I'm not sure of that... the diagram you link only quotes one price for one CAT, instead of two as it should. It's true the pic points to what looks like a second downstream cat, but it does not list the price for the first. The site I linked offers both prices, one high and about what the page you linked lists, and also another price for a separate item that's about 40 bucks, and it labels that the price for the second cat. I don't know which is right, but I'm certain neither offers a completely clear answer. Lots of cats. But my apologies for distracting the thread from strictly lean burn stuff... cheers.
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Old 01-04-2014, 03:12 AM   #37 (permalink)
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I had a cat efficiency code on my Insight, and eventually ended up buying an aftermarket catů it seems like you can get the rear catalyst from Honda, but the front is only in a front/rear kit (at about $1k). This is a 2000 so it doesn't monitor the second cat.

The two prices were for different years: parts 18160-PHM-A00 vs 18160-PHM-A20. There's a third O2 sensor port on the later part, but maybe other hidden changes. My link only shows one year but your link shows both under diagram #5.

NOx absorber catalysts are pretty unusual, but they're basically the same as a normal catalyst. I think even the scrap value is more than $40. Although the parts place did label it "converter" the too-good-to-be-true rule of thumb applies here.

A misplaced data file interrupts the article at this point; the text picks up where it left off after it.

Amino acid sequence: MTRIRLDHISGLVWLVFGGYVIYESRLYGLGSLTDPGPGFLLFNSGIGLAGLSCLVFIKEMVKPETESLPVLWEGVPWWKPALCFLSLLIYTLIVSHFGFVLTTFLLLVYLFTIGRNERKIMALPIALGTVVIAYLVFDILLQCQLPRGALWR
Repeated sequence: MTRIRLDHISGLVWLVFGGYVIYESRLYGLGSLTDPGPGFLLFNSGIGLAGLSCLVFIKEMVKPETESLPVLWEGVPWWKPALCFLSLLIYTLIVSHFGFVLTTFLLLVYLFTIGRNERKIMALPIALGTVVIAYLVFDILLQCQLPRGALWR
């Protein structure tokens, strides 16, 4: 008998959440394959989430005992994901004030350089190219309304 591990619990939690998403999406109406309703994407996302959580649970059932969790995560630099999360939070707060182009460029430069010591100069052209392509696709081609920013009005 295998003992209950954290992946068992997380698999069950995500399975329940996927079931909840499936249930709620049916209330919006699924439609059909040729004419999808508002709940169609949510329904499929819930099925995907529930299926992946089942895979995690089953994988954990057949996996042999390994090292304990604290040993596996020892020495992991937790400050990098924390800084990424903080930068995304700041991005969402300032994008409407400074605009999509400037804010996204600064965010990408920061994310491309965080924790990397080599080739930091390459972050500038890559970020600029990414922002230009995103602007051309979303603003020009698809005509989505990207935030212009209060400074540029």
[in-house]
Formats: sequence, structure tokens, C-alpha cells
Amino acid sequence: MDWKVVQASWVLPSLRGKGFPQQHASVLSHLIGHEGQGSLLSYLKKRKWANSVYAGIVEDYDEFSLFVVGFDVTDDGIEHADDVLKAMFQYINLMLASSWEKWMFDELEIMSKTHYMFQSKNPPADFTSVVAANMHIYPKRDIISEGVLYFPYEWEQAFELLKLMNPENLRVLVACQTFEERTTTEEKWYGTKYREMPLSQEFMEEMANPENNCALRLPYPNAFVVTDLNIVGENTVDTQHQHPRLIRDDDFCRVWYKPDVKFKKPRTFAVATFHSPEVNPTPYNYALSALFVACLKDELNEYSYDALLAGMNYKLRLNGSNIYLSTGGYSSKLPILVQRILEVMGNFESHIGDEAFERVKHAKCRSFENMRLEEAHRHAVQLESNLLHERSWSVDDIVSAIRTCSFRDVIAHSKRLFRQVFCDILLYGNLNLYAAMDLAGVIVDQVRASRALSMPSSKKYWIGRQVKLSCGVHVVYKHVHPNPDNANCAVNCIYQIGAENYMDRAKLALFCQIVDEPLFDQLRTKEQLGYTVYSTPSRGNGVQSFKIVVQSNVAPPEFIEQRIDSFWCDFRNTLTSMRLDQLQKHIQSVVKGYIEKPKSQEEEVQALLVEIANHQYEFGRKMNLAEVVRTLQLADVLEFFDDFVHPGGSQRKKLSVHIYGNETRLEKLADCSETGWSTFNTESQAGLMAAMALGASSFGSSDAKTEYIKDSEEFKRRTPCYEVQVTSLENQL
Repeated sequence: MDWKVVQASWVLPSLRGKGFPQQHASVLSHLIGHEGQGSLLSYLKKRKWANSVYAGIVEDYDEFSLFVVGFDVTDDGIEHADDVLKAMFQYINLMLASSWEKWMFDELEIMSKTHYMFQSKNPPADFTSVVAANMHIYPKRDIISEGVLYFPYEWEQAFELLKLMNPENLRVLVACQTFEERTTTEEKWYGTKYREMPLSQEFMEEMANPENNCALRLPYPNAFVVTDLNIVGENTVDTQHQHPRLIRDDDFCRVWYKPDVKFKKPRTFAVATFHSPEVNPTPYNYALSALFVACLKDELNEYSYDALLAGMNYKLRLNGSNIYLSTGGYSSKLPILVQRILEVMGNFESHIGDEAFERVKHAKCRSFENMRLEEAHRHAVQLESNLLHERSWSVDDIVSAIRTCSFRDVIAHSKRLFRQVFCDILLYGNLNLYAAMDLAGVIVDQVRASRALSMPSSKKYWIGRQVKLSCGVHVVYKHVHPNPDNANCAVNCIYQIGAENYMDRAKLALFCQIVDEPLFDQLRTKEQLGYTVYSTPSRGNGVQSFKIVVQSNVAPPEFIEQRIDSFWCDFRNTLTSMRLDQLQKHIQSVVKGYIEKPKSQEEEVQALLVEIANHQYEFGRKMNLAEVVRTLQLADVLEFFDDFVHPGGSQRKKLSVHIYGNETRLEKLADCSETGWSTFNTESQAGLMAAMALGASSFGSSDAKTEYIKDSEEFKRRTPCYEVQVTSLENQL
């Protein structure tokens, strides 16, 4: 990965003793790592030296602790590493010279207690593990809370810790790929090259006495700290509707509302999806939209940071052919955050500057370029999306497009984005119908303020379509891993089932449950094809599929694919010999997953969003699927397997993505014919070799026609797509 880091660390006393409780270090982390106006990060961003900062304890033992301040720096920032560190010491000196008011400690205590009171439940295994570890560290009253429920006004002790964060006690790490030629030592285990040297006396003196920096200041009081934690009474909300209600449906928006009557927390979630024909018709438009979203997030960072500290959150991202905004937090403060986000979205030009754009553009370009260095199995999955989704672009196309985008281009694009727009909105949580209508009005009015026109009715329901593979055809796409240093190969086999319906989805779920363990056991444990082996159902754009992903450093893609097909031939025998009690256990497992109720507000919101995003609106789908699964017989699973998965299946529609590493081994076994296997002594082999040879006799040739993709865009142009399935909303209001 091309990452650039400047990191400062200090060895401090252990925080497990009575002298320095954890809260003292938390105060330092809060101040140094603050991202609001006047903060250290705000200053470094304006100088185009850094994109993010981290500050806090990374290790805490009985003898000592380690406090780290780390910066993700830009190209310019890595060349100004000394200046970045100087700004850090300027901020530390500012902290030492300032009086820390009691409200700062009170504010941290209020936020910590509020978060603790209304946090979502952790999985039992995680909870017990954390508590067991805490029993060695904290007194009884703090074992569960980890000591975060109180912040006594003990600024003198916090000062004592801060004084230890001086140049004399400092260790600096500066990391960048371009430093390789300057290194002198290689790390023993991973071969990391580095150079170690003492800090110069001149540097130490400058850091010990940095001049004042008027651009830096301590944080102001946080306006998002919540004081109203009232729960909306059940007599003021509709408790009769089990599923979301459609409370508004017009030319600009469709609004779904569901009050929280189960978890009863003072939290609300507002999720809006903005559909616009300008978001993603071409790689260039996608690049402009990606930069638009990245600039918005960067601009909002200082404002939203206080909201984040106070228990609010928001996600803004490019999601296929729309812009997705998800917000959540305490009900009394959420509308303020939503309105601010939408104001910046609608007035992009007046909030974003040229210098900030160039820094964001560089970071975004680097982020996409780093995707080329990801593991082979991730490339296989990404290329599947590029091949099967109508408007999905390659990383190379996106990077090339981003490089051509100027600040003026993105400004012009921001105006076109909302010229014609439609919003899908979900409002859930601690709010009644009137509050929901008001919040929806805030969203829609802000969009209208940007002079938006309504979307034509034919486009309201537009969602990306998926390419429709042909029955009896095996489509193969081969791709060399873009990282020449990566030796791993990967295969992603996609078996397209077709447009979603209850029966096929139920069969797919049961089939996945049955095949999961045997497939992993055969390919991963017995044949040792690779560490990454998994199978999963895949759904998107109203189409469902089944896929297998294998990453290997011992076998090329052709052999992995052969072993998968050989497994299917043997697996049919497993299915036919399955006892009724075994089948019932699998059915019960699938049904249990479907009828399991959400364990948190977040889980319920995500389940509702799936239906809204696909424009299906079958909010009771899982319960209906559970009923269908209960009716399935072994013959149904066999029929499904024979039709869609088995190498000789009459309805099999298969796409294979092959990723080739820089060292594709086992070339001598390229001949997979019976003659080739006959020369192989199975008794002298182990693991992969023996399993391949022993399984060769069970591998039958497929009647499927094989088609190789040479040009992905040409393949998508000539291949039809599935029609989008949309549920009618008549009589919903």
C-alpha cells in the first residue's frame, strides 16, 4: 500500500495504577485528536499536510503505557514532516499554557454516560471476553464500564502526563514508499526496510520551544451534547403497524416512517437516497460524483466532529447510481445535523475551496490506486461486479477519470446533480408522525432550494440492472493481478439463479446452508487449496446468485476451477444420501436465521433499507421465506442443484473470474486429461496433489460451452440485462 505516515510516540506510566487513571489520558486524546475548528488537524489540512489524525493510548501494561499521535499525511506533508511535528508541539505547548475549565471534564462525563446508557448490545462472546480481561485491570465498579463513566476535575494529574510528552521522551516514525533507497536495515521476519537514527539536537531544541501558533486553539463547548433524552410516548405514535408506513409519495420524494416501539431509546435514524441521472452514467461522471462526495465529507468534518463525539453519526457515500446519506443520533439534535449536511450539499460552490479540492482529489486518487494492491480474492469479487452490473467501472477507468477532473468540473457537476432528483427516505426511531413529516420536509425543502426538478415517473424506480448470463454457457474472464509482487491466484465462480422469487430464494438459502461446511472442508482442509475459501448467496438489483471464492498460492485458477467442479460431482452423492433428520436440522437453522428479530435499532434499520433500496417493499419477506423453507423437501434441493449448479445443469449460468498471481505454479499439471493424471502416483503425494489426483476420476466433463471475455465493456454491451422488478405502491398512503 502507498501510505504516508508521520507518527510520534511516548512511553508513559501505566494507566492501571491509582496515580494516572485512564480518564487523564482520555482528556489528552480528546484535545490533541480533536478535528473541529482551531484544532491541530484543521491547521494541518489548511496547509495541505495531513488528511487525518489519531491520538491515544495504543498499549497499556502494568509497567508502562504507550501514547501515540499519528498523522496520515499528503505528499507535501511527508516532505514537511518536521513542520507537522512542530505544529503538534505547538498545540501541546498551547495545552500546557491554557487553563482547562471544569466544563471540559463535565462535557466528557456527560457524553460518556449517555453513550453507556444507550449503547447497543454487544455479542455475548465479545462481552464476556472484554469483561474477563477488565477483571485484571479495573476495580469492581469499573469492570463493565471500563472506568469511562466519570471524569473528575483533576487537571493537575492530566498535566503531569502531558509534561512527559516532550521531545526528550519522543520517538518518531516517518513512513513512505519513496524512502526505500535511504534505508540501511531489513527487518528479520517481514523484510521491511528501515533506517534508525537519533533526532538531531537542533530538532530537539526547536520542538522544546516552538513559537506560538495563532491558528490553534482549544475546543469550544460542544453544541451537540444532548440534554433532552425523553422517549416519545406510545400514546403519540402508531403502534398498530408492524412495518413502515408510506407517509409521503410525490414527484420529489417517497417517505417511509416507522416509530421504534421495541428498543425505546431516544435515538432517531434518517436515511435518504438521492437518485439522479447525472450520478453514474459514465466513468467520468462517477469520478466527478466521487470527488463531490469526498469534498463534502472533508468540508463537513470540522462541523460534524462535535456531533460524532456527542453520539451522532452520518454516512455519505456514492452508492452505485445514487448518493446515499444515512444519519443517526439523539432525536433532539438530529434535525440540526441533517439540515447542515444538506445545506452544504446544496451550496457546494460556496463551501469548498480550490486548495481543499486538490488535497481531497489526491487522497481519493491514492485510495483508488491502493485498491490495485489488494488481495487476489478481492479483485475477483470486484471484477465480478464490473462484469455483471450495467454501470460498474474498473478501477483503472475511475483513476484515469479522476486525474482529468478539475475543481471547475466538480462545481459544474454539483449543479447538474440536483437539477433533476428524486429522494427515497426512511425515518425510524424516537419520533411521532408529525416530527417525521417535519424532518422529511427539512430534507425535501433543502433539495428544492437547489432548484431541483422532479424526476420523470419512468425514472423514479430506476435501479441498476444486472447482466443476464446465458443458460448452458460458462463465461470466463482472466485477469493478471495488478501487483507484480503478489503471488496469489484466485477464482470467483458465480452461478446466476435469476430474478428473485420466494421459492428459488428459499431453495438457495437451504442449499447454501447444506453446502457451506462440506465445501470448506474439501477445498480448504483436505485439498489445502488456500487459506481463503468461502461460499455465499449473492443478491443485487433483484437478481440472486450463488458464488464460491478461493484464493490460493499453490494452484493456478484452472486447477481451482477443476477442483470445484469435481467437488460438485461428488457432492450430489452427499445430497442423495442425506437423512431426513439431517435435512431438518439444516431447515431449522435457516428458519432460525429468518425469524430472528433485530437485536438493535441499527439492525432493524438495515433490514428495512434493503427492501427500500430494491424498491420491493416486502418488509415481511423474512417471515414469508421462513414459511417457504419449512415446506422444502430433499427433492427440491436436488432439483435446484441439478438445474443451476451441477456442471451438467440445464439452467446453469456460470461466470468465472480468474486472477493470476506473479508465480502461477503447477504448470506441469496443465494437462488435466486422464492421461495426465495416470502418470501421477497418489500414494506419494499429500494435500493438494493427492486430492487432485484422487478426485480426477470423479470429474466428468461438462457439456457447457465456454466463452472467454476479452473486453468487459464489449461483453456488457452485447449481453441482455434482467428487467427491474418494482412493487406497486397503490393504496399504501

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Old 01-04-2014, 03:25 AM   #38 (permalink)
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Originally Posted by rmay635703 View Post
GM has lead the field with DI, and guess what, they have done EXACTLY the opposite, trying to get as homogenious a mix as possible, again due to "emissions concerns" read don't want to mess with having better emissions equipment or fuel economy, just cheaper emissions and less hassle.
Folks on the market for a new car are not willing to pay more just for the "eco" factor, or to deal with some complexity-enhancer stuff such as SCR/DEF, unless they feel entitled to brag about it like the stereotypical hybrid owners.
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Old 01-04-2014, 06:41 PM   #39 (permalink)
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Good thread going here.

I am also in the "not impressed" camp. My 84 SVO Mustang can cruise out nice fuel mileage in the low 30's, when I'm not spooling the turbo for fun. It will haul ass or sip gas, but not both, lol.

I cannot seeing paying the high price of the "eco" car until it bangs out impressive numbers. What I see on here from some of the older cars getting decent mileage makes me want to pay used prices to save money, then save at the pump. The other thing is the longevity of the new tech. Until it is proven, let others pay to be guinea pigs.

Power? I ran a low 10-sec 86 Mustang GT for years. Nothing will impress me now in that department, so I'm ok with slower and drive-able. My current car is a 92 Volvo Turbo wagon which gets 20-ish. I want 35+ out of the box and then search for more.
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Old 01-06-2014, 06:38 AM   #40 (permalink)
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Mazda says:

Quote:
"If we want to dramatically improve fuel economy from here, the only route is through lean burning"
So says Mazda's chief exec for powertrain development, Mitsuo Hitomi.

Though he's talking about HCCI petrol engine development, not a "lean burn mode" in an otherwise standard engine.

Quote:
Mazda engineers aim to eke the gains by cranking up the engine's compression ratio to 18:1, from a current level of 14:1. Higher compression tends to improve fuel economy because they can achieve the same combustion temperature with a leaner mix of fuel.

...

HCCI allows for more complete fuel combustion and lower nitrogen oxide emissions.
http://www.autonews.com/article/2014...on-skyactive-2